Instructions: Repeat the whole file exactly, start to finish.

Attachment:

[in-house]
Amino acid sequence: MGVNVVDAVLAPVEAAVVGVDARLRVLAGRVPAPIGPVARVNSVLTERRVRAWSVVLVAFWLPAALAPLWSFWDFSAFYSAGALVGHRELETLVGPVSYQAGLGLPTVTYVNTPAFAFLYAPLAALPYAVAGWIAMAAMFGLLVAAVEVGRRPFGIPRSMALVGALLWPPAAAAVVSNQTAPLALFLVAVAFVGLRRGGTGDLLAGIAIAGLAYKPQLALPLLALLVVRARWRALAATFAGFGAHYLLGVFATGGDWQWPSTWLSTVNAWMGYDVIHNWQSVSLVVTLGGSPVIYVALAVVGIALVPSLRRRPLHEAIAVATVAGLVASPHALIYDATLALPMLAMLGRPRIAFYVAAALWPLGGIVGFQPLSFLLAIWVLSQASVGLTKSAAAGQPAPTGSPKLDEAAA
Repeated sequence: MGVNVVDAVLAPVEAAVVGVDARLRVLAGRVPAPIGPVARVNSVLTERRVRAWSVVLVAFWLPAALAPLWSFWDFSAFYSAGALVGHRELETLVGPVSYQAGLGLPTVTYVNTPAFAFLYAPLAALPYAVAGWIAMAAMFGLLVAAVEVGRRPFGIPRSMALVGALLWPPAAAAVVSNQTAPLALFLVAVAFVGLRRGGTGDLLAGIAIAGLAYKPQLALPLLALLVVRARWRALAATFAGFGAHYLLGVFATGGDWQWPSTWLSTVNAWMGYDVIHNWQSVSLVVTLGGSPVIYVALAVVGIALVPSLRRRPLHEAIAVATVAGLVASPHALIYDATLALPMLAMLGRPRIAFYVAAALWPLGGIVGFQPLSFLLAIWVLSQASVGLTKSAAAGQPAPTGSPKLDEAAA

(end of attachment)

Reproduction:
[in-house]
Amino acid sequence: MGVNVVDAVLAPVEAAVVGVDARLRVLAGRVPAPIGPVARVNSVLTERRVRAWSVVLVAFWLPAALAPLWSFWDFSAFYSAGALVGHRELETLVGPVSYQAGLGLPTVTYVNTPAFAFLYAPLAALPYAVAGWIAMAAMFGLLVAAVEVGRRPFGIPRSMALVGALLWPPAAAAVVSNQTAPLALFLVAVAFVGLRRGGTGDLLAGIAIAGLAYKPQLALPLLALLVVRARWRALAATFAGFGAHYLLGVFATGGDWQWPSTWLSTVNAWMGYDVIHNWQSVSLVVTLGGSPVIYVALAVVGIALVPSLRRRPLHEAIAVATVAGLVASPHALIYDATLALPMLAMLGRPRIAFYVAAALWPLGGIVGFQPLSFLLAIWVLSQASVGLTKSAAAGQPAPTGSPKLDEAAA
Repeated sequence: MGVNVVDAVLAPVEAAVVGVDARLRVLAGRVPAPIGPVARVNSVLTERRVRAWSVVLVAFWLPAALAPLWSFWDFSAFYSAGALVGHRELETLVGPVSYQAGLGLPTVTYVNTPAFAFLYAPLAALPYAVAGWIAMAAMFGLLVAAVEVGRRPFGIPRSMALVGALLWPPAAAAVVSNQTAPLALFLVAVAFVGLRRGGTGDLLAGIAIAGLAYKPQLALPLLALLVVRARWRALAATFAGFGAHYLLGVFATGGDWQWPSTWLSTVNAWMGYDVIHNWQSVSLVVTLGGSPVIYVALAVVGIALVPSLRRRPLHEAIAVATVAGLVASPHALIYDATLALPMLAMLGRPRIAFYVAAALWPLGGIVGFQPLSFLLAIWVLSQASVGLTKSAAAGQPAPTGSPKLDEAAA